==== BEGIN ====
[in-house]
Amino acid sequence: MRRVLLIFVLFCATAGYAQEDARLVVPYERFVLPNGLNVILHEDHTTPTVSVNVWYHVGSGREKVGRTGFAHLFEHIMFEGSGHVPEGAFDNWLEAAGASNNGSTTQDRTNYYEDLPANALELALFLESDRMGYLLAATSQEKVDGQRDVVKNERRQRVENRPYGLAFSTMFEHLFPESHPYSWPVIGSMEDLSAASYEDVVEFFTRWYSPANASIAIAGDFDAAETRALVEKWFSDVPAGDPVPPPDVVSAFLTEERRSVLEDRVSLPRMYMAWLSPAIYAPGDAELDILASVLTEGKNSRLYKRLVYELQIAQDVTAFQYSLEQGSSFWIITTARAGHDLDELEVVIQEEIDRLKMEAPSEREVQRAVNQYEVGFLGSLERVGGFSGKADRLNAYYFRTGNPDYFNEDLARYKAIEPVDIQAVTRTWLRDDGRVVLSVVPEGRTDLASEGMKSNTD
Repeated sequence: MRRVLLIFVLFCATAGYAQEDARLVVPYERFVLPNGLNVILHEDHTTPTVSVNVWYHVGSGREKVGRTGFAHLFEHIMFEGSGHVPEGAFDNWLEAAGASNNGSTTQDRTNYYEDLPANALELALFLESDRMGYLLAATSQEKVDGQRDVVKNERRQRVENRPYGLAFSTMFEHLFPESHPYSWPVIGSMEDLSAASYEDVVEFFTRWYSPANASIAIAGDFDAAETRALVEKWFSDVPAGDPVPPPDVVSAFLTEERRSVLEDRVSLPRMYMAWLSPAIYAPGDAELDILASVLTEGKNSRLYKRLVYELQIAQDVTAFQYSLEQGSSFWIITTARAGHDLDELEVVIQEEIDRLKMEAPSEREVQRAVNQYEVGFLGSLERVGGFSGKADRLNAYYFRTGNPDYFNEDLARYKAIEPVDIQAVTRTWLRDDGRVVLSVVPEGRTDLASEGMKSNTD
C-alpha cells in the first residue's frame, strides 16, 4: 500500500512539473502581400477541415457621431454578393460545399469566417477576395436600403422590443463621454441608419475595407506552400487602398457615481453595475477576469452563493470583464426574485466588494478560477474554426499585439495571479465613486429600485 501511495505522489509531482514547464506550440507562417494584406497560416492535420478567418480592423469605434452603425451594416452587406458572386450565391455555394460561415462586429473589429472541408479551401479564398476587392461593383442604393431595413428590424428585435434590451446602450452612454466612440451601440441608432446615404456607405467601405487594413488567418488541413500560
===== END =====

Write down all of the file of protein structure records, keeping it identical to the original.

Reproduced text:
[in-house]
Amino acid sequence: MRRVLLIFVLFCATAGYAQEDARLVVPYERFVLPNGLNVILHEDHTTPTVSVNVWYHVGSGREKVGRTGFAHLFEHIMFEGSGHVPEGAFDNWLEAAGASNNGSTTQDRTNYYEDLPANALELALFLESDRMGYLLAATSQEKVDGQRDVVKNERRQRVENRPYGLAFSTMFEHLFPESHPYSWPVIGSMEDLSAASYEDVVEFFTRWYSPANASIAIAGDFDAAETRALVEKWFSDVPAGDPVPPPDVVSAFLTEERRSVLEDRVSLPRMYMAWLSPAIYAPGDAELDILASVLTEGKNSRLYKRLVYELQIAQDVTAFQYSLEQGSSFWIITTARAGHDLDELEVVIQEEIDRLKMEAPSEREVQRAVNQYEVGFLGSLERVGGFSGKADRLNAYYFRTGNPDYFNEDLARYKAIEPVDIQAVTRTWLRDDGRVVLSVVPEGRTDLASEGMKSNTD
Repeated sequence: MRRVLLIFVLFCATAGYAQEDARLVVPYERFVLPNGLNVILHEDHTTPTVSVNVWYHVGSGREKVGRTGFAHLFEHIMFEGSGHVPEGAFDNWLEAAGASNNGSTTQDRTNYYEDLPANALELALFLESDRMGYLLAATSQEKVDGQRDVVKNERRQRVENRPYGLAFSTMFEHLFPESHPYSWPVIGSMEDLSAASYEDVVEFFTRWYSPANASIAIAGDFDAAETRALVEKWFSDVPAGDPVPPPDVVSAFLTEERRSVLEDRVSLPRMYMAWLSPAIYAPGDAELDILASVLTEGKNSRLYKRLVYELQIAQDVTAFQYSLEQGSSFWIITTARAGHDLDELEVVIQEEIDRLKMEAPSEREVQRAVNQYEVGFLGSLERVGGFSGKADRLNAYYFRTGNPDYFNEDLARYKAIEPVDIQAVTRTWLRDDGRVVLSVVPEGRTDLASEGMKSNTD
C-alpha cells in the first residue's frame, strides 16, 4: 500500500512539473502581400477541415457621431454578393460545399469566417477576395436600403422590443463621454441608419475595407506552400487602398457615481453595475477576469452563493470583464426574485466588494478560477474554426499585439495571479465613486429600485 501511495505522489509531482514547464506550440507562417494584406497560416492535420478567418480592423469605434452603425451594416452587406458572386450565391455555394460561415462586429473589429472541408479551401479564398476587392461593383442604393431595413428590424428585435434590451446602450452612454466612440451601440441608432446615404456607405467601405487594413488567418488541413500560